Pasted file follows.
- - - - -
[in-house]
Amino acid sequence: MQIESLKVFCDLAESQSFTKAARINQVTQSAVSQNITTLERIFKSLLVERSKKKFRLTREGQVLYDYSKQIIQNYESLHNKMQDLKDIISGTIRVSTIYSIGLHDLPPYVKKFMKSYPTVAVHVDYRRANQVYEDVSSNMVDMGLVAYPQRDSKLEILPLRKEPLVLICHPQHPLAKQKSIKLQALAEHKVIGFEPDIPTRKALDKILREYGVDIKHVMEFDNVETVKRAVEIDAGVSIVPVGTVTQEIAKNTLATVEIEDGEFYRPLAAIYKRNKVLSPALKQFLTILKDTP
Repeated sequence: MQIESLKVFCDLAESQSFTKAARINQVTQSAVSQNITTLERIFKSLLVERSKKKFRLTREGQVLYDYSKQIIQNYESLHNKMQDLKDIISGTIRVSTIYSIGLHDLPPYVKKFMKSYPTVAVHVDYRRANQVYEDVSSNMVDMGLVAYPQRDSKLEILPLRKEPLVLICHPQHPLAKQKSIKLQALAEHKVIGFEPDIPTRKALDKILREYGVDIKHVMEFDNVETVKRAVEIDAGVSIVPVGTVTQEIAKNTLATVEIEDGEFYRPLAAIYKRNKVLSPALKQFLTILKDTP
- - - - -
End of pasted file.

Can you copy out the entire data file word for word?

[in-house]
Amino acid sequence: MQIESLKVFCDLAESQSFTKAARINQVTQSAVSQNITTLERIFKSLLVERSKKKFRLTREGQVLYDYSKQIIQNYESLHNKMQDLKDIISGTIRVSTIYSIGLHDLPPYVKKFMKSYPTVAVHVDYRRANQVYEDVSSNMVDMGLVAYPQRDSKLEILPLRKEPLVLICHPQHPLAKQKSIKLQALAEHKVIGFEPDIPTRKALDKILREYGVDIKHVMEFDNVETVKRAVEIDAGVSIVPVGTVTQEIAKNTLATVEIEDGEFYRPLAAIYKRNKVLSPALKQFLTILKDTP
Repeated sequence: MQIESLKVFCDLAESQSFTKAARINQVTQSAVSQNITTLERIFKSLLVERSKKKFRLTREGQVLYDYSKQIIQNYESLHNKMQDLKDIISGTIRVSTIYSIGLHDLPPYVKKFMKSYPTVAVHVDYRRANQVYEDVSSNMVDMGLVAYPQRDSKLEILPLRKEPLVLICHPQHPLAKQKSIKLQALAEHKVIGFEPDIPTRKALDKILREYGVDIKHVMEFDNVETVKRAVEIDAGVSIVPVGTVTQEIAKNTLATVEIEDGEFYRPLAAIYKRNKVLSPALKQFLTILKDTP